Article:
One of the few taxol related compounds that demonstrates enhanced tubulin binding is the compound known as "Taxotere," i.e. compound 2 shown in FIG. 1, which is a semisynthetic derivative of taxol with improved water solubility. "Taxotere" is a registered trademark of Rhone-Poulenc Rorer. Taxotere has been compared with taxol in phase I clinical trials. Although the structural differences between taxol 1 and Taxotere 2 are minor (see FIG. 1), enhanced in vitro tubulin binding activity is observed for Taxotere. Taxotere is slightly more active as a promoter of tubulin polymerization, 1.5 times more potent as an inhibitor of replication in mouse macrophage-like J774.2 cells and in P388 murine leukemia cells, and at least five-fold more potent in taxol-resistant tumor cells. (Pazdur, R. et al., "Phase I Trial of Taxotere: Five-Day Schedule", Journal of the National Cancer Institute, 1781, (1992)).

On the other hand, minor variations in the taxol molecule have frequently resulted in compounds that have significantly less tubulin binding activity and cytotoxicity. (For example, see compounds 10 through 15 in Table 2, p. 28 of Kingston). There are thousands of potential variations of the taxol molecule. "With few exceptions, changes in the taxane skeleton appear to reduce the activity of taxol." (Kingston, at 31.)

It is difficult to predict the relative potency of a taxol analog for microtubulin polymerization activity based on small changes in the overall structure. An examination of the Kingston review provides an overall view of the complexity of the structure-activity relationship of taxol analogs. It is clear that minor structural changes can cause major changes in tubulin binding activity and cytotoxicity. These changes can even completely eliminate any activity.

In addition, there are other factors, such as water solubility, toxicity, and pharmacokinetics which must be strongly considered when evaluating the efficacy of therapeutic agents for cancer treatment in general and the relative desirability of using particular agents in a given cancer treatment regimen. For example, certain recently reported negative side effects of Taxotere deserve further investigation. (Fumoleau, P. et al., "First Line Chemotherapy with Taxotere In Advanced Breast Cancer: A Phase II Study of the EORTC Clinical Screening Group," Proceedings of the American Society of Clinical Oncologists, Vol. 12, March 1993, p. 59 and Wanders, J. et al. "The EORTC ECTG Experience with Acute Hypersensitivity Reactions (HSR) in Taxotere Studies," Proceedings of the American Society of Clinical Oncologists, Vol. 12, March 1993, p. 73.) Taxol itself is difficult to deliver to the target site in vivo due to its poor solubility in water and the need to use delivery media which themselves have certain deficiencies.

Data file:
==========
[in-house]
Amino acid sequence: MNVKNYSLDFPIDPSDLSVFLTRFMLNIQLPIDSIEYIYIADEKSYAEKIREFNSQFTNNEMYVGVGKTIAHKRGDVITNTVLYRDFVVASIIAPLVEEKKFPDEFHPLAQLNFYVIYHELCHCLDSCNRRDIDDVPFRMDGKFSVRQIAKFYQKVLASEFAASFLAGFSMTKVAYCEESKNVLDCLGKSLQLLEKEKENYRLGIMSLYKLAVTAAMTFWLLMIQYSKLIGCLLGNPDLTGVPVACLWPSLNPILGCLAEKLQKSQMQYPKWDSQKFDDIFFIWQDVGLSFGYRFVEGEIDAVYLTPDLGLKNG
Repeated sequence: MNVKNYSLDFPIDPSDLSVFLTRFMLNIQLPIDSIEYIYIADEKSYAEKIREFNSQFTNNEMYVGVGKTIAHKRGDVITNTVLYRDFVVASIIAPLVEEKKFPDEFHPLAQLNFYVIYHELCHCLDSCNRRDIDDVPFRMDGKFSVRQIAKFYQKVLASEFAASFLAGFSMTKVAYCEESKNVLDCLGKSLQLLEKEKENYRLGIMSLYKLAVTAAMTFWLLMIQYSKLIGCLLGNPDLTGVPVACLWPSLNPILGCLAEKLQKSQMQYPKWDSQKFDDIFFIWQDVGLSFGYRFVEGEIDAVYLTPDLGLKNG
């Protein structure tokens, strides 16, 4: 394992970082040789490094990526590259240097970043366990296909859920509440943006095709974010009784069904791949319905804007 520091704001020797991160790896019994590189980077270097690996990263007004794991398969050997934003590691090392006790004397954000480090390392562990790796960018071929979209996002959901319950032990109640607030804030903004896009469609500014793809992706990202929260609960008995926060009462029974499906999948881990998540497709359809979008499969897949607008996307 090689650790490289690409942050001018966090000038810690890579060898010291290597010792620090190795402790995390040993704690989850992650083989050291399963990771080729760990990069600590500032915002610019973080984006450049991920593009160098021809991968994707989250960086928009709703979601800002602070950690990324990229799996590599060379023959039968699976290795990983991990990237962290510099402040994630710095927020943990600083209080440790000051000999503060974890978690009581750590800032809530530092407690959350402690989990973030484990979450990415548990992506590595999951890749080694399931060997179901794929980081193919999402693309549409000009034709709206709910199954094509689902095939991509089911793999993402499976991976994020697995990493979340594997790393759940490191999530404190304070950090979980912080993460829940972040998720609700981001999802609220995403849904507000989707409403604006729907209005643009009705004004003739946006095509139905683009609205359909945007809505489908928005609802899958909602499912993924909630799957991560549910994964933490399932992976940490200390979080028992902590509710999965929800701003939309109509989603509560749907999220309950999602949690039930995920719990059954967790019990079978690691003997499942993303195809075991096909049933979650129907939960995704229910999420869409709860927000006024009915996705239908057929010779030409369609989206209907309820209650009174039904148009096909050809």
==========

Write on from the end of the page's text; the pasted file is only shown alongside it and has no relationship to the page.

The synthetic taxol derivatives described herein have not previously been described, and the literature does not suggest that they would exhibit cytotoxicity and enhanced tubulin assembly. Indeed, changes to taxol at the C-7 site including acylation, attachment of polar groups and epimerization reduce the activity of the molecule. Oxidation of taxol at the C-7 site also reduces activity significantly. (Kingston, at 30-31.)

The compounds of this invention have been tested for tubulin binding and cytotoxicity, using B-16 melanoma. In addition, the compounds have been screened by the National Cancer Institute using a number of cancer cell lines with surprisingly good results. The National Cancer Institute has selected these compounds for further testing as potential cancer-treating drugs.

SUMMARY OF THE INVENTION

We have discovered a modification of the 7-xylosyl substituted taxanes that produces compounds that display in vitro tubulin binding and cytotoxicity which is better than that of the starting materials. Tubulin binding of these compounds is at least as good as taxol. These new compounds have the following general formula: ##STR4## Wherein R represents Ac or H; R' represents: ##STR5## OH; and R" represents: ##STR6##

These new compounds are produced by selective oxidation of the xylosyl portion of the naturally occurring taxanes. For lack of a better term, we have chosen to designate these compounds as the "oxo" form of the xylosyl compounds from which they are obtained by oxidation. These "oxo" compounds should not be confused with "7-oxo-taxol" described in Kingston as taxol oxidized at the C-7 site. The process of forming the oxo compounds of this invention and the nomenclature for the compounds produced is illustrated in the attached drawings.